Parenting under the influence: The effects of opioids, alcohol and cocaine on mother–child interaction

Addictive behaviors (Impact Factor: 2.76). 05/2014; 39(5):897–900. DOI: 10.1016/j.addbeh.2014.02.003


Nearly 20% of adults receiving treatment for a substance use disorder live with their minor children (Stanger et al., 1999) and women in drug use treatment are twice as likely as men to have children in their household (Wechsberg et al., 1998). Parental drug use impacts the family through reduced family resources such as money and food, and researchers consistently note parenting deficits among substance users (Solis, Shadur, Burns, & Hussong, 2012). Little is known about differences in parenting and mother–child interaction among mothers with different drugs of choice or among mothers of older children, between 8 and 16 years. This study reports the findings from a sample of treatment seeking opioid, alcohol and cocaine using mothers and their 8–16-year-old child. Findings from a mother–child observational task and self-reported parenting measure indicated less undermining autonomy and higher mother maternal acceptance among opioid compared to alcohol addicted mothers. African American mothers were observed to have fewer negative interactional behaviors than Whites and both African American mothers and children self-reported higher firm control and maternal acceptance. Overall, mothers appeared to struggle with effective discipline with older versus younger children. Findings offer useful information to clinicians seeking to effectively tailor their interventions to women and children who present with different drugs of abuse, race/culture and developmental stage of child.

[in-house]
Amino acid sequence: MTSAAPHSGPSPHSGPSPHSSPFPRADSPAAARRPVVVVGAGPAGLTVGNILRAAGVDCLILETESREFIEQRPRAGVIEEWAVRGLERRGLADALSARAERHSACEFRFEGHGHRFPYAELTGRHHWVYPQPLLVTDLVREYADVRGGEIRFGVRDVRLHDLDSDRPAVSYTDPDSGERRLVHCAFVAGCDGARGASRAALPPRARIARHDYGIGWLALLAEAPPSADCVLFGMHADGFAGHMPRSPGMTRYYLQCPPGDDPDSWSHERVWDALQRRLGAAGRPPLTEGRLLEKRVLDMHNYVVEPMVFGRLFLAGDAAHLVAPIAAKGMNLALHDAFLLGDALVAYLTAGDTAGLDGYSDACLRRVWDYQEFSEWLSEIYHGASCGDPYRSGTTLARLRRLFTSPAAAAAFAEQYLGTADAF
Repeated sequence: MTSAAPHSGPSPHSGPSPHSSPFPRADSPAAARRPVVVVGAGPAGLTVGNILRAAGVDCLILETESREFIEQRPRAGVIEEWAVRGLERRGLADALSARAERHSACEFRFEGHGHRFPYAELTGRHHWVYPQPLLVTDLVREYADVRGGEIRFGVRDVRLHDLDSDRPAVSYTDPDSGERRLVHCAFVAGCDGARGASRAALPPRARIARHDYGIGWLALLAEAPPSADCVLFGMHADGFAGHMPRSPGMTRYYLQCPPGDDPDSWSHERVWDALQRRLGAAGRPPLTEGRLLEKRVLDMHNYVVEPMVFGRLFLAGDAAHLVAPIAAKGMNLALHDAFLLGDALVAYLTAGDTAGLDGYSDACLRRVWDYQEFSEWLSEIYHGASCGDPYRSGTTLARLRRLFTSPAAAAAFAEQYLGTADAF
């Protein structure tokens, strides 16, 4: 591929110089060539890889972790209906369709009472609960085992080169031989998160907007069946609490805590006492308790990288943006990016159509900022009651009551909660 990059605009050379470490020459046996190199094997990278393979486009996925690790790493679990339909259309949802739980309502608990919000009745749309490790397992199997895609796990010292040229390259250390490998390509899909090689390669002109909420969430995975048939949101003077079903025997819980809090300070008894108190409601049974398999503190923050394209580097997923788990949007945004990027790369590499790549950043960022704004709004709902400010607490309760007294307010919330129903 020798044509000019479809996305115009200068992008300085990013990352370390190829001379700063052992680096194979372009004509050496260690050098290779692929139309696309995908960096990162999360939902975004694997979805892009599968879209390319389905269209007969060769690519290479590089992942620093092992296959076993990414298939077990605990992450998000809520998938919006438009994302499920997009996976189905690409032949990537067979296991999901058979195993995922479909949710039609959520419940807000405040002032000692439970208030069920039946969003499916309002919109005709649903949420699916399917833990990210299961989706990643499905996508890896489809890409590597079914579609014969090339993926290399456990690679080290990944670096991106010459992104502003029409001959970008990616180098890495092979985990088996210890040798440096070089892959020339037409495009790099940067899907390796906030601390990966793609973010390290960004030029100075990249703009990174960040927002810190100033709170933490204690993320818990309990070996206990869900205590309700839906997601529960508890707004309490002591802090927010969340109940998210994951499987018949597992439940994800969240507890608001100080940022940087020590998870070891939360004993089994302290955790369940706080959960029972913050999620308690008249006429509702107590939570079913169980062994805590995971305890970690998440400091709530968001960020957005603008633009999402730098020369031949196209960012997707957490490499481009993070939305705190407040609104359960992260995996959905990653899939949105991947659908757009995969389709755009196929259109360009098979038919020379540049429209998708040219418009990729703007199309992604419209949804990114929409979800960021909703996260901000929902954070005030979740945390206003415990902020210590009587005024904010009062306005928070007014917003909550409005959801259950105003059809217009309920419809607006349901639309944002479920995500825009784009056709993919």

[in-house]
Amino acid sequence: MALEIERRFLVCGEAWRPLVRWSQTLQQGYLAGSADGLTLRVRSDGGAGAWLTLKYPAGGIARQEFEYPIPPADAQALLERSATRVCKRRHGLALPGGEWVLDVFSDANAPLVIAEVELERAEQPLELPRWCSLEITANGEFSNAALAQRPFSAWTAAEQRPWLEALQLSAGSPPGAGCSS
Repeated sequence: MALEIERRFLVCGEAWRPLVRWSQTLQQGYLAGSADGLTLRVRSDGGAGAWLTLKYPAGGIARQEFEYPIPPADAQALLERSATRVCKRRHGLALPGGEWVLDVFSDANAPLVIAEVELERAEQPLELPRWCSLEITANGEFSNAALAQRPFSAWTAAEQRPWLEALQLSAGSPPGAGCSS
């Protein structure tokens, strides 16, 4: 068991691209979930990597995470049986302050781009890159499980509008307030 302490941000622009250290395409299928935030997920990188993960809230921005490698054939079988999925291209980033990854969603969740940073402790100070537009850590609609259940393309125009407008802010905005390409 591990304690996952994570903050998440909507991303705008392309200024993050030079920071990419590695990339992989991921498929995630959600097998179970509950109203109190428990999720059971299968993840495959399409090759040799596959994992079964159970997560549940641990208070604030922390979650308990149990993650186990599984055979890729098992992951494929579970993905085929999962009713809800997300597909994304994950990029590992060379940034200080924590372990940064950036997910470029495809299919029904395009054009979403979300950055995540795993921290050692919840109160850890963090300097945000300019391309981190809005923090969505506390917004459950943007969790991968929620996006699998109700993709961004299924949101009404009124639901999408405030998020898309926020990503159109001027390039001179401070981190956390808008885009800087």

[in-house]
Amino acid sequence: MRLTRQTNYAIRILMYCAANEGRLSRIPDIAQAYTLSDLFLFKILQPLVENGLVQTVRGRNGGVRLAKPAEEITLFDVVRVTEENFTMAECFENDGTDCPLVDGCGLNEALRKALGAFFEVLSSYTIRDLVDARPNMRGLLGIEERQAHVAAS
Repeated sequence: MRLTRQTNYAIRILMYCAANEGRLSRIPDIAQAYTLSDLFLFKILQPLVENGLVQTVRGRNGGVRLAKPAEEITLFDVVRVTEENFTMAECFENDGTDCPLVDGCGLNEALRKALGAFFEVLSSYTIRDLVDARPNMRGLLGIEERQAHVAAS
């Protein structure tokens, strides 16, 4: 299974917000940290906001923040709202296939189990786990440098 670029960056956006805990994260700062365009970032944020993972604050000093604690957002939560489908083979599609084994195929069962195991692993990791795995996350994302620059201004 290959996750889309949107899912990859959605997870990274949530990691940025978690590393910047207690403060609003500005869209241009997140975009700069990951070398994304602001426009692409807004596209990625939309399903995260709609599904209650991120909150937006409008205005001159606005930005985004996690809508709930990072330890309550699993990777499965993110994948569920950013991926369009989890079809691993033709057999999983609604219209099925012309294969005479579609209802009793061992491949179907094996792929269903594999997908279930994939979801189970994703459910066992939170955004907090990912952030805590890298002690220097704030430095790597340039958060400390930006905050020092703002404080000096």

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Available from: Xin Feng, Jan 06, 2015
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    • "In addition, mothers in dual SUD couples reported significantly more depressive symptoms than mothers with SUD partners. This finding is not surprising given the well-evidenced association between SUD and mood disorders (Grant et al., 2004; Kessler et al., 2003; Luthar & Sexton, 2007) and previous research showing that relative to living with SUD partners, mothers' SUD is associated with higher negative affect (see Gruber & Taylor, 2006 for a review; Hien & Honeyman, 2000; Pears et al., 2007; Slesnick et al., 2014). Our findings are therefore consistent with literature suggesting that dual SUD may create greater risk for children in these homes (Dube et al., 2001; Osborne & Berger, 2009; Walsh et al., 2003). "
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